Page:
Students speak up about classmate with BB gun at Torrey Pines

Torrey Pines High School’s Safe Schools motto of “See something, hear something, say something” was put to effective use by students on Nov. 16 when students alerted administration that a fellow student was in possession of a BB gun on campus.

“Fortunately, the safety of our students and staff was not threatened and the incident was resolved quickly,” said Principal Rob Coppo. “We were able to intervene quickly and keep everybody safe.”

The San Diego Police Department was also notified and due to the quick response, there was no need to put the school into a secure campus or lockdown mode.

Coppo said he could not comment on the disciplinary actions taken on the student.

“I’m very pleased that our students felt confident and supported to come and talk to an administrator so we could immediately resolve it and help the student,” Coppo said. “There are 3,000 people on campus and we all have to work together because we can’t possibly see everything.”

The Torrey Pines’ Peer Assisted Listeners (PALs) had just hosted Safe Schools “Say Something Week” as part of the National School Safety Center program, on Oct. 15-20. Per the national program, school safety includes keeping campuses free of crime and violence, improving discipline and increasing student attendance—“Schools that are safe and free of violence, weapons and drugs are necessary to ensure the well-being of all children and the quality of their education.”

Torrey Pines PALs decorated the campus and hosted activities throughout the week on the theme of “see something, hear something, say something.”

“’Hear something’ is a big issue for us, so we added that because kids hear things all the time,” Coppo said.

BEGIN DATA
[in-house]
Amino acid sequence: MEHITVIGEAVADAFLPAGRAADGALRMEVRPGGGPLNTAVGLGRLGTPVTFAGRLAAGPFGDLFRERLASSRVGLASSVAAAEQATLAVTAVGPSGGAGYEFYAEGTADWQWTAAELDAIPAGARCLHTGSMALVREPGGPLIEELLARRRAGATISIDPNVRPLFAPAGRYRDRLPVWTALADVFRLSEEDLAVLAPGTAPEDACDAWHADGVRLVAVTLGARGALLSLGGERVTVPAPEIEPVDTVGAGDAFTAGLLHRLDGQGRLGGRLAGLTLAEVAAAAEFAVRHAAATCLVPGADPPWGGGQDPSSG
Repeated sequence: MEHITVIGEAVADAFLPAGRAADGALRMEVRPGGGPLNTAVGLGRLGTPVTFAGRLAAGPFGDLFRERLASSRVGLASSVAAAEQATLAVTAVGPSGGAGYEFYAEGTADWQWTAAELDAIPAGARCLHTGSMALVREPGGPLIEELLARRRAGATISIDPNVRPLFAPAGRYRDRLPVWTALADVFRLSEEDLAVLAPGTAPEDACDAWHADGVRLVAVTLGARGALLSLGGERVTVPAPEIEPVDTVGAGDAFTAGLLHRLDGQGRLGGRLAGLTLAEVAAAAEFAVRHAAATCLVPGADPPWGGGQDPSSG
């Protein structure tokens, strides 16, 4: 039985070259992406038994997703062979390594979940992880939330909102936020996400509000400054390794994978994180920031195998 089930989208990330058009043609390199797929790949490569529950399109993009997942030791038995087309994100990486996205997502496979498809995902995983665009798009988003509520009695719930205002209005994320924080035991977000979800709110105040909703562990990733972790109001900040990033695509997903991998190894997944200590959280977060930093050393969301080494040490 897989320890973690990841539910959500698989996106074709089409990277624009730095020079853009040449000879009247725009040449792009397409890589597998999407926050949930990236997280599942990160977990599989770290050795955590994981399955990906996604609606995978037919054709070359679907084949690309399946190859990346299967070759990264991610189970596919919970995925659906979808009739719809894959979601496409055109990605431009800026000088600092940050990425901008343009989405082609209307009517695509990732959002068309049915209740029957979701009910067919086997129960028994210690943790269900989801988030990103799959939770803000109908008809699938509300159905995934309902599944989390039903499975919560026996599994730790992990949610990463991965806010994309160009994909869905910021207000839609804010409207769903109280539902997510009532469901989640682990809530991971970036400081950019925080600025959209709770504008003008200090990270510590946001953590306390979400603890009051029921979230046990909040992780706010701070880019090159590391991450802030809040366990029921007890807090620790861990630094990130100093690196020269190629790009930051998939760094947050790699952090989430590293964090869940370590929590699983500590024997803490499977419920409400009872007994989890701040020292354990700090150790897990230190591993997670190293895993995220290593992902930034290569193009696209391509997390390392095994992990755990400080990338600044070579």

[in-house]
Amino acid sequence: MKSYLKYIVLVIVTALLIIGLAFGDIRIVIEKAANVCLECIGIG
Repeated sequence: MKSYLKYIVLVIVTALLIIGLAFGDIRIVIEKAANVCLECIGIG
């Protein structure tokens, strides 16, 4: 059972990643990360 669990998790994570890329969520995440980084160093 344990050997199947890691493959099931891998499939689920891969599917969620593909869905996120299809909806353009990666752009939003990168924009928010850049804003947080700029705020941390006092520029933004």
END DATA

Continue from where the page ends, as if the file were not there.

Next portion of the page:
Coppo said students are encouraged not only to notify a teacher, a counselor, or other staff member when they hear or see a potentially dangerous situation with a weapon but also to alert someone when they see or hear a student with a mental health issue; to tell someone if a student is suicidal, stressed out or depressed so that a support system can be put in place for them.

“We want to work together to help each other,” Coppo said. “It is important for everyone to play a role in keeping our campus safe and secure.”

In May, a 15-year-old Torrey Pines student armed with a BB gun was fatally shot by San Diego police officers in the campus parking lot on an early weekend morning after he called 911. A suicide note was found in his pocket.

Coppo said that Torrey Pines has been focusing on wellness this year like never before, not just because of the tragedy the campus suffered last year, but because it has become part of the school’s culture over the last several years.

Torrey Pines’ website includes a “Safety and Crisis Information” link with details and resources on emergency preparedness, communication and how students can report something if they prefer to remain anonymous. Those include:

  • We Tip (1-800-47-DRUGS) to report information regarding the sale of drugs on campus.
  • Crime Stoppers (sdcrimestoppers.org) to anonymously report information regarding past and potential crime.
  • Students Speaking Out (studentsspeakingout.org) to make an anonymous phone, text or web tip about dangerous activity or crime at school or in the community and be eligible for a reward of up to $1,000.

The San Dieguito Union High School District has also developed a Suicide Prevention Policy and Protocol and has numerous resources on the district website under student support and wellness: bit.ly/2icc9Fp.

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